The Didache and Traditioned Innovation: Shaping Christian Community in the First Century and the Twenty-First Century

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Freeman, Curtis W

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Church leaders, both lay and clergy, shape Christian community. Among their central tasks are: building communal identity, nurturing Christian practices, and developing faithful structures. When it comes to understanding the approach of the earliest Christian communities to these tasks, the Didache might well be the most important text most twenty-first century church leaders have never read. The Didache innovated on tradition, shaping the second generation of Christians to meet the crises and challenges of a changing world.

Most likely composed in the second half of the first century, the Didache served as a training manual for gentile converts to Christianity, preparing them for life in Christian community. This brief document, roughly one third the length of Mark’s gospel, developed within early Jewish-Christian communities. It soon found wide usage throughout the Mediterranean region, and its influence endured throughout the patristic and into the medieval period.

The Didache outlines emerging Christian practices that were rooted in both Jewish tradition and early Jesus material, yet were reaching forward in innovative ways. The Didache adopts historical teachings and practices and then adapts them for an evolving context. In this respect, the writers of the Didache, as well as the community shaped by its message, exemplify the pattern of thinking described by Greg Jones as “traditioned innovation.”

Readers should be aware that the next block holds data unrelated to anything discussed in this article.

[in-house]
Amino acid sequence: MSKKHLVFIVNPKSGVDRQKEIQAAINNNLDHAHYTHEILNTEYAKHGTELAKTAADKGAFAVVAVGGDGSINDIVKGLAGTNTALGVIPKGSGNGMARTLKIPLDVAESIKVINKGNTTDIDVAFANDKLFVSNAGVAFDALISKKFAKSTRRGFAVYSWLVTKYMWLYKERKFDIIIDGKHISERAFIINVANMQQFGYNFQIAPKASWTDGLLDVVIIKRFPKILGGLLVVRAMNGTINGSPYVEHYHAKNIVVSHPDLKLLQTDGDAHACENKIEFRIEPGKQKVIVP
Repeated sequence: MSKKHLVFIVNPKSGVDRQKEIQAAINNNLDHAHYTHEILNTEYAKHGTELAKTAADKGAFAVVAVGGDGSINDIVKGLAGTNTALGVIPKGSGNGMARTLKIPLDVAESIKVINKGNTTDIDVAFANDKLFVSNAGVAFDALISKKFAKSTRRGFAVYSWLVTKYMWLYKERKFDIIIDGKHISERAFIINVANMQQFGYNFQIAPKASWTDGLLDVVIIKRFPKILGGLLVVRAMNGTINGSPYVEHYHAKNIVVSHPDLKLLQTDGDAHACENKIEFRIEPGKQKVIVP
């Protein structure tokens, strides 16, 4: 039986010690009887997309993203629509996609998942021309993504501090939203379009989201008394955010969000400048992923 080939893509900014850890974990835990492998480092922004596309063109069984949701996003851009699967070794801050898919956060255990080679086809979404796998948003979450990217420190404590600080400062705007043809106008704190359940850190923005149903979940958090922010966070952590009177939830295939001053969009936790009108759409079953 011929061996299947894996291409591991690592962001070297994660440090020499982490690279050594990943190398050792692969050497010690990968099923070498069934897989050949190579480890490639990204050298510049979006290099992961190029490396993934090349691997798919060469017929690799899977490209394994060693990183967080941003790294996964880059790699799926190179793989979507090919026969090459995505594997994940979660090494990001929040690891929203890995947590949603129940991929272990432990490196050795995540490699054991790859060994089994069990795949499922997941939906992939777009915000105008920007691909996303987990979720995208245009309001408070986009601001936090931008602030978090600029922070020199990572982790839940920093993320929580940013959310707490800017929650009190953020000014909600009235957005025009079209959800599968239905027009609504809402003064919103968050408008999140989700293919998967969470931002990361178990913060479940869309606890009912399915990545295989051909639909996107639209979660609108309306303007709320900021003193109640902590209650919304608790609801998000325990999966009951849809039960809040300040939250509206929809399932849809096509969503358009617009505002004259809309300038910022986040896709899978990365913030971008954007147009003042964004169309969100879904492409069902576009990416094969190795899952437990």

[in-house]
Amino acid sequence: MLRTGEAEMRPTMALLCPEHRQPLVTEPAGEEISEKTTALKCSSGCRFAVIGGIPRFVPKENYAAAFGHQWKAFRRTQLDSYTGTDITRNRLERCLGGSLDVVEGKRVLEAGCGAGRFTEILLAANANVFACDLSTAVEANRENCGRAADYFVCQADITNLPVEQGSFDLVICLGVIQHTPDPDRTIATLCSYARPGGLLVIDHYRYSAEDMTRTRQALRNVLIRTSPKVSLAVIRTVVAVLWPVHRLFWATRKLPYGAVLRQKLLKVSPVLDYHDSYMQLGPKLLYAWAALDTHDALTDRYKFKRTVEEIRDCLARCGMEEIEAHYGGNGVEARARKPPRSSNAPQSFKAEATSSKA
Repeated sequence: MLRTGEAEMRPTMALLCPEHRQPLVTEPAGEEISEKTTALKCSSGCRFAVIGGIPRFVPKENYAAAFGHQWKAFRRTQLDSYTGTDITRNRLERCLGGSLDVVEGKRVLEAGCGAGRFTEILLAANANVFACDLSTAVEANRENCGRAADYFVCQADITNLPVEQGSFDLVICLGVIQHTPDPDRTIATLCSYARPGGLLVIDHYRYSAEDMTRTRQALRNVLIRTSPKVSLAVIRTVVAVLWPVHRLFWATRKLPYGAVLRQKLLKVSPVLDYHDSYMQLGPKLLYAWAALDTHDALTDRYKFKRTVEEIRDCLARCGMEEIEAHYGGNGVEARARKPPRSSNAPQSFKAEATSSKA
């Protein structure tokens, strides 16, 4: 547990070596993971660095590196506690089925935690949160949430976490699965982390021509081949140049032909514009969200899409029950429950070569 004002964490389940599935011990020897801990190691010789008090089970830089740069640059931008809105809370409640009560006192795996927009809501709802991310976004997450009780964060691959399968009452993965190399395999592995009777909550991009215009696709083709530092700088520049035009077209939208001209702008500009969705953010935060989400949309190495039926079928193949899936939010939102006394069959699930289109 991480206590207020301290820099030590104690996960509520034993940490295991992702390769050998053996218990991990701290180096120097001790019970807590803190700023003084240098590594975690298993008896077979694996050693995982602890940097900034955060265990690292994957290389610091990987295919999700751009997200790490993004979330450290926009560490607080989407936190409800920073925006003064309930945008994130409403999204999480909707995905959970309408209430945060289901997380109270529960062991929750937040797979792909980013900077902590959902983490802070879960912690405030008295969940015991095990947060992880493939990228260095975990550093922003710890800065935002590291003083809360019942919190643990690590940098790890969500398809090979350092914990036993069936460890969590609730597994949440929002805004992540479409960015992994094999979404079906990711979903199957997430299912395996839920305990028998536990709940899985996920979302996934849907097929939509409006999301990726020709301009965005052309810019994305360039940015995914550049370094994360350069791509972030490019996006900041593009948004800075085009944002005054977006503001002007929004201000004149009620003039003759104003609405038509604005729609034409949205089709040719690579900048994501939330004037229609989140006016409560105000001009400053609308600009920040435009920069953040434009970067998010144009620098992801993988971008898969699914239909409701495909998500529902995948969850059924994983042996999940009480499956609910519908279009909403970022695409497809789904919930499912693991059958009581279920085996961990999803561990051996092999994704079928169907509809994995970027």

The Didache invites reflection on the shape and content of Christian community and Christian leadership in the twenty-first century. As churches and church leaders engage a rapidly changing world, the Didache is an unlikely and yet important conversation partner from two millennia ago. A quick read through its pages – a task accomplished in less than half an hour – brings the reader face to face with a brand of Christianity both very familiar and strikingly dissimilar to modern Christianity. Such dissonance challenges current assumptions about the church and creates a space in which to re-imagine our situation in light of this ancient Christian tradition. The Didache provides a window through which we might re-examine current conceptualizations of Christian life, liturgy, and leadership.

This thesis begins with an exploration of the form and function of the Didache and an examination of a number of important background issues for the informed study of the Didache. The central chapters of this thesis exegete and explore select passages in each of the three primary sections of the Didache – the Two Ways (Didache 1-6), the liturgical section (Didache 7-10), and the church order (Didache 11-15). In each instance, the composers of the Didache reach back into a cherished and life-giving aspect of the community’s heritage and shape it anew into a fresh and faithful approach to living the Christian life in a drastically different context.

The thesis concludes with three suggestions of how the Didache may provide a resource for the way the Church in the present thinks about training disciples, shaping community, and developing leadership structures. These conversation starters offer beginning points for a richer, fuller discussion of traditioned innovation in our current church context. The Didache provides a source of wisdom from our spiritual forebears that modern Christian leaders would do well not to ignore. With a look through the first century window of the Didache, twenty-first century Christians can discover fresh insights for shaping Christian community in the present.


Doctor of Ministry




Brown, David Michael (2016). The Didache and Traditioned Innovation: Shaping Christian Community in the First Century and the Twenty-First Century. Dissertation, Duke University. Retrieved from


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